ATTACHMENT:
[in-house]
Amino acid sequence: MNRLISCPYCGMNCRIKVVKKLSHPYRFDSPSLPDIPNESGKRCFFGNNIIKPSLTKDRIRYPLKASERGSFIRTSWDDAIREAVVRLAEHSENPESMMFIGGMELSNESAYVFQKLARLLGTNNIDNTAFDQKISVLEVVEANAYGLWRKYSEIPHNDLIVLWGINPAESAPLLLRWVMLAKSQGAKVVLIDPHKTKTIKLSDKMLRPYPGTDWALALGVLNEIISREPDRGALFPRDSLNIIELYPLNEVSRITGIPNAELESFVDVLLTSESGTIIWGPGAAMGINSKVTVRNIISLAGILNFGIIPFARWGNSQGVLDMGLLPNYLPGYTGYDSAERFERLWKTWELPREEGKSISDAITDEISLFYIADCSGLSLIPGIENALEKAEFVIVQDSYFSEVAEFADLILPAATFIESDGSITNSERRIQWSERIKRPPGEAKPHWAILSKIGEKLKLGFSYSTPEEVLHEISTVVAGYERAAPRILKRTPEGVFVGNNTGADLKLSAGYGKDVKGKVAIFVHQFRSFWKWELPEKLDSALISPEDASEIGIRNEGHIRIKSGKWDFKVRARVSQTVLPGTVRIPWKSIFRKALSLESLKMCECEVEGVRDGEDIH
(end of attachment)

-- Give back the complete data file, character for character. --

[in-house]
Amino acid sequence: MNRLISCPYCGMNCRIKVVKKLSHPYRFDSPSLPDIPNESGKRCFFGNNIIKPSLTKDRIRYPLKASERGSFIRTSWDDAIREAVVRLAEHSENPESMMFIGGMELSNESAYVFQKLARLLGTNNIDNTAFDQKISVLEVVEANAYGLWRKYSEIPHNDLIVLWGINPAESAPLLLRWVMLAKSQGAKVVLIDPHKTKTIKLSDKMLRPYPGTDWALALGVLNEIISREPDRGALFPRDSLNIIELYPLNEVSRITGIPNAELESFVDVLLTSESGTIIWGPGAAMGINSKVTVRNIISLAGILNFGIIPFARWGNSQGVLDMGLLPNYLPGYTGYDSAERFERLWKTWELPREEGKSISDAITDEISLFYIADCSGLSLIPGIENALEKAEFVIVQDSYFSEVAEFADLILPAATFIESDGSITNSERRIQWSERIKRPPGEAKPHWAILSKIGEKLKLGFSYSTPEEVLHEISTVVAGYERAAPRILKRTPEGVFVGNNTGADLKLSAGYGKDVKGKVAIFVHQFRSFWKWELPEKLDSALISPEDASEIGIRNEGHIRIKSGKWDFKVRARVSQTVLPGTVRIPWKSIFRKALSLESLKMCECEVEGVRDGEDIH